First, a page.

In Nicaragua, we never broadcast our conquering efforts. Instead we militarily supported agricultural monopolies that displaced the majority of farmers in Nicaragua, forcing them to become migrant farmwokers, or in the case of many women, move to cities for factory work. While Nicaraguans struggled against the Somoza family dictatorship/agricultural monopoly in the 1960s-1970s to reclaim their land and livelihoods, the U.S. backed the Somoza family with arms and troops. Why would we fight against the interests of the people to support a dictator who was murdering workers and protecting millionaires? Many of the ag-corporations and factories are U.S. companies "investing" in Nicaragua. Our interest was a hungry labor force to fill our factories. They call this neo-colonialism. This is not radical history; this is common knowledge to the Nicaraguans who experienced it. Knowledge of a similar history is shared by every region where there is a sweatshop making clothes for a U.S. company: and we know they're everywhere when we read our clothing tags.

Why are the feministas de la base disgusted with feminists like Baumgardner and Richards?
When Baumgardner and Richards write an essay that focuses on their clothes but says "the point is rarely the plight of sweatshop laborers" they are blatantly supporting the corporate colonists: Sweatshops are sad, but not as big a deal as us being able to wear designer heels.

My thoughts are that maybe instead of defending themselves from a handful of judgmental no-girlies-allowed feminists, they should be worrying about the fact that were they to visit their feminist "sisters" who make their clothes in Nicaragua, they would be shamed out of town for supporting the corporations who have destroyed their "sisters'" communities. It's not that they wear clothes made in sweatshops; all "First World" feminists do that. It's that they are actively mentioning sweatshops, and condoning them by not protesting the deliberate destruction of the "sweatshop laborers'" nations, by our nation, in order for sweatshops to exist...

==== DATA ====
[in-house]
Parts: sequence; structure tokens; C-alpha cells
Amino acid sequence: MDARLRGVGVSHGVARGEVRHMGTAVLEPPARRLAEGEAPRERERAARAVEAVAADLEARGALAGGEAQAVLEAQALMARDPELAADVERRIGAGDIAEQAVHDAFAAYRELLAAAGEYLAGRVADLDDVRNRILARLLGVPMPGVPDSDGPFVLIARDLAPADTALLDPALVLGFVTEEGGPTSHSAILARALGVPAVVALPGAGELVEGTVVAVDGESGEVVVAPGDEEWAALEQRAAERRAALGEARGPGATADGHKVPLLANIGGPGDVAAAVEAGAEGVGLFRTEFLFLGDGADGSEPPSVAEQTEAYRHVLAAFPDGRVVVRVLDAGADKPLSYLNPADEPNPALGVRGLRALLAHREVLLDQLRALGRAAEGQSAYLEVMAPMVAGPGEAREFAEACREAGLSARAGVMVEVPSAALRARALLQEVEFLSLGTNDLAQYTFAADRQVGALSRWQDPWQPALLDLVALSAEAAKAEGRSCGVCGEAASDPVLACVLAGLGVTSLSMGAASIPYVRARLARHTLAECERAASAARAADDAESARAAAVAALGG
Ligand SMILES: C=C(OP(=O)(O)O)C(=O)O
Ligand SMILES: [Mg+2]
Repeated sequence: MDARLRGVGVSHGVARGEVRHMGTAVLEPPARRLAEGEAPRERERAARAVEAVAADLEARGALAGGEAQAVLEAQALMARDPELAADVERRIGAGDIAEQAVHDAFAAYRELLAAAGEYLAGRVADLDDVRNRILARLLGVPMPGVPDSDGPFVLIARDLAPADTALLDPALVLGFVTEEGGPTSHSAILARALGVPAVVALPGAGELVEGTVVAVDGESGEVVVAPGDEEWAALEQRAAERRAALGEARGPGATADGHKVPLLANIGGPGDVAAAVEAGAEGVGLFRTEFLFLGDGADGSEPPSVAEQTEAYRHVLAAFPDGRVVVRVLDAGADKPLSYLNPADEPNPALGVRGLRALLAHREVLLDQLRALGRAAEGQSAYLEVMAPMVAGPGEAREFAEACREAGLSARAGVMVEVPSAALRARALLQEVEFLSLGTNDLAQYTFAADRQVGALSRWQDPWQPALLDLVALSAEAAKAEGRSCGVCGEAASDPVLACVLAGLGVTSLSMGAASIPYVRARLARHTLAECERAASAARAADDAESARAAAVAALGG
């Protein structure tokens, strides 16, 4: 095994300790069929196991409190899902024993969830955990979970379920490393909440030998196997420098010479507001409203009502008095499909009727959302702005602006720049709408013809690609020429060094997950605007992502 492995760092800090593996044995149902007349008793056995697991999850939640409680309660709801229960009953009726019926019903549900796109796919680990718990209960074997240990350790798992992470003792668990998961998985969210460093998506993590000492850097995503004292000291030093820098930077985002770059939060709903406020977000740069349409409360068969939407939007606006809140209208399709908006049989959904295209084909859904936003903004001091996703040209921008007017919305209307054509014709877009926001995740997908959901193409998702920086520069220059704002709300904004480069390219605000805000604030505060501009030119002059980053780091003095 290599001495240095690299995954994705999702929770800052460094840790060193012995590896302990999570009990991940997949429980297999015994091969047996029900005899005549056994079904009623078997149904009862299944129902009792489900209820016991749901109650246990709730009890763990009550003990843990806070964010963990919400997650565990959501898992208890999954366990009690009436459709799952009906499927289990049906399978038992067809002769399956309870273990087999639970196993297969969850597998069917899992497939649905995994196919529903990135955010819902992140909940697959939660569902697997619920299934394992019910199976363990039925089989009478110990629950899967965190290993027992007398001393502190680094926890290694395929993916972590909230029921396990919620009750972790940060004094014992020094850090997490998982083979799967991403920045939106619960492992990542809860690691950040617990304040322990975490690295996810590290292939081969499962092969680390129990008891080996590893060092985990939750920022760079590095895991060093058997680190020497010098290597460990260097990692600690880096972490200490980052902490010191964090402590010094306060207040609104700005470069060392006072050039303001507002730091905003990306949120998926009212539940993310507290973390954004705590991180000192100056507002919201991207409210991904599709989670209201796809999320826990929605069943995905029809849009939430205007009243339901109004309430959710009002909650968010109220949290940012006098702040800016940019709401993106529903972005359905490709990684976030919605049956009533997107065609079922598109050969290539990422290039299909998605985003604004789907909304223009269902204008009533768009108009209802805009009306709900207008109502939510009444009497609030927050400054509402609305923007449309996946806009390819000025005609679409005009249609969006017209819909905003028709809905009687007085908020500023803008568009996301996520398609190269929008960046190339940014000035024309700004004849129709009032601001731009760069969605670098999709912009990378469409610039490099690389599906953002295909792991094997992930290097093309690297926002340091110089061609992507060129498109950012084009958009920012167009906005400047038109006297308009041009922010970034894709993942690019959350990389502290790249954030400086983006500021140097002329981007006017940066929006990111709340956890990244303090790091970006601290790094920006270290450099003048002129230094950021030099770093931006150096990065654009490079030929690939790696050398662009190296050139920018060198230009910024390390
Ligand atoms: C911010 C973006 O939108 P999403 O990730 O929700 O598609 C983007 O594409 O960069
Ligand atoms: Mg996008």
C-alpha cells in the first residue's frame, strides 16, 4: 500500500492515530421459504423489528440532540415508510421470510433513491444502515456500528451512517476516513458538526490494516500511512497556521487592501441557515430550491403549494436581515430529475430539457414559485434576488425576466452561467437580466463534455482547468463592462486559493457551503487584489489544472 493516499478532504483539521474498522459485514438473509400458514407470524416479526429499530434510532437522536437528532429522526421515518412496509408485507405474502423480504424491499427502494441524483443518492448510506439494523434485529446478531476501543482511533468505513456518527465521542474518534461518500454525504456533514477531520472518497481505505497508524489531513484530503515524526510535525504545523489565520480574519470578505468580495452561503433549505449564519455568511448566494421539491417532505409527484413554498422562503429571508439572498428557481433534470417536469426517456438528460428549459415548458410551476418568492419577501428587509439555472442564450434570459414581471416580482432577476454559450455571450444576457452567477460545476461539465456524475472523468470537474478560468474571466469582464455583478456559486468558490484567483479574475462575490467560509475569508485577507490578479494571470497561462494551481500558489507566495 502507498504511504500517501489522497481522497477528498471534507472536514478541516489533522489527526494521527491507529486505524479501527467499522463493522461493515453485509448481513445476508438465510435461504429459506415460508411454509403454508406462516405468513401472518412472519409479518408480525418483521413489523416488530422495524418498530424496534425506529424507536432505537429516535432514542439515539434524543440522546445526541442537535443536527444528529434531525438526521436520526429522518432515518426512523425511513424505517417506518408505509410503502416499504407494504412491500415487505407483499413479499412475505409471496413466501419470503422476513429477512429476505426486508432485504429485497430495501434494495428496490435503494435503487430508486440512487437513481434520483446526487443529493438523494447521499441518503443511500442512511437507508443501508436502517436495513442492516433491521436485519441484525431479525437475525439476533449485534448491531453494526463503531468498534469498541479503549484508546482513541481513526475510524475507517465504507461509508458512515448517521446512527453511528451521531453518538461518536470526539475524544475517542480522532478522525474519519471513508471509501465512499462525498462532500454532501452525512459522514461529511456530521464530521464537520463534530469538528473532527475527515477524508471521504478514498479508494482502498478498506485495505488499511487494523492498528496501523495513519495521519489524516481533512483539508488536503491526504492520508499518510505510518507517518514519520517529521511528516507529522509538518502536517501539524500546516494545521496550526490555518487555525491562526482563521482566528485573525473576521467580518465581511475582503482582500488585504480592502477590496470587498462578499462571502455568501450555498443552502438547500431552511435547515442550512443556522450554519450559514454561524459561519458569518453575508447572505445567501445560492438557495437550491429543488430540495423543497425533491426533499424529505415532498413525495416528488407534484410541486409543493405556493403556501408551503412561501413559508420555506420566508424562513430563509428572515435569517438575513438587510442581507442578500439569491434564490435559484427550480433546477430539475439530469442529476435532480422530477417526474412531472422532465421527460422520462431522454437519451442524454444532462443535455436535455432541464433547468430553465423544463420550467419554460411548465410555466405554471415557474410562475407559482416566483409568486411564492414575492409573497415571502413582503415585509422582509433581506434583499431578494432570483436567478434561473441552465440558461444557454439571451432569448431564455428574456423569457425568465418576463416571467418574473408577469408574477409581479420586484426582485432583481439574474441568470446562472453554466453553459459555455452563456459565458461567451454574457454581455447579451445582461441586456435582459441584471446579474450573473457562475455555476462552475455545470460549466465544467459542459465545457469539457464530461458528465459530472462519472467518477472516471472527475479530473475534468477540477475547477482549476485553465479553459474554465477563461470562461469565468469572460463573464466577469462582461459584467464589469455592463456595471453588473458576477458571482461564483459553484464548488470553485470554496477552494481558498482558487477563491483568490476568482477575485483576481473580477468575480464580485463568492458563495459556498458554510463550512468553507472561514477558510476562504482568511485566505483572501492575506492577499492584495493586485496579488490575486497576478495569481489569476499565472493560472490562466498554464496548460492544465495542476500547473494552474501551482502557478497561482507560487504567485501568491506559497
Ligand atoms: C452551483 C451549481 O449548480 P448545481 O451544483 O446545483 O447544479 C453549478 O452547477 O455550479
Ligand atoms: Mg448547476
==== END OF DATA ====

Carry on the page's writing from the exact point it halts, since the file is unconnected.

...And for us to buy Prada, or thongs from Forever 21, or jeans from the men's section at GAP.

6 comments:

Sarah Wissig said...
This comment has been removed by the author.
Leila said...

"There is, after all, little room for critical thought or diverse opinions within feminism."

This is one of the critiques about feminism that we must resist, because it's simply false. Feminism is all about resistance and critique, even when we sometimes falter.

Sarah Wissig said...
This comment has been removed by the author.
dominique.a said...

hey, so i went back and read what i wrote and i overstepped from 'speaking for boundaries' by asserting what Nicaraguan women do and don't care about. i was pulling from Bickham Mendez's research though--direct quotes def. would serve us better..

it's so frustrating though that jennifer and amy's message to girls here ignores how our lifestyles impact girls everywhere else. i'm sure there has been dialogue within the feminist community on this...do JB and AR talk to Chicana/indigenous/immigrant feminists about their writings?

Ariel Dansky said...

I didn't even catch that comment they made...but you are totally right. They are speaking from a middle class, white, american feminist point of view, and they aren't taking the sweat shop workers, or the "feministas de la base," as you called them, into consideration

Great entry =).

Rebecca Walker said...

Great post. I continue to be amazed by the way white women of privilege continue to use the narrative of women's empowerment to belittle and silence those who do not look, think, or believe as they do. While I am usually launching this critique from the of color, more anti-exploitation side of the fence, yesterday I posited the same idea from the more moderate side. Either way, the point is the same, who gets to say what is or is not feminist? And when they do, who are they leaving out and why? Who is really being served by the point of view that privileges certain experiences over others?

Great discussion!

http://www.rebeccawalker.com/blog/2008/09/power-of-palin.html#comments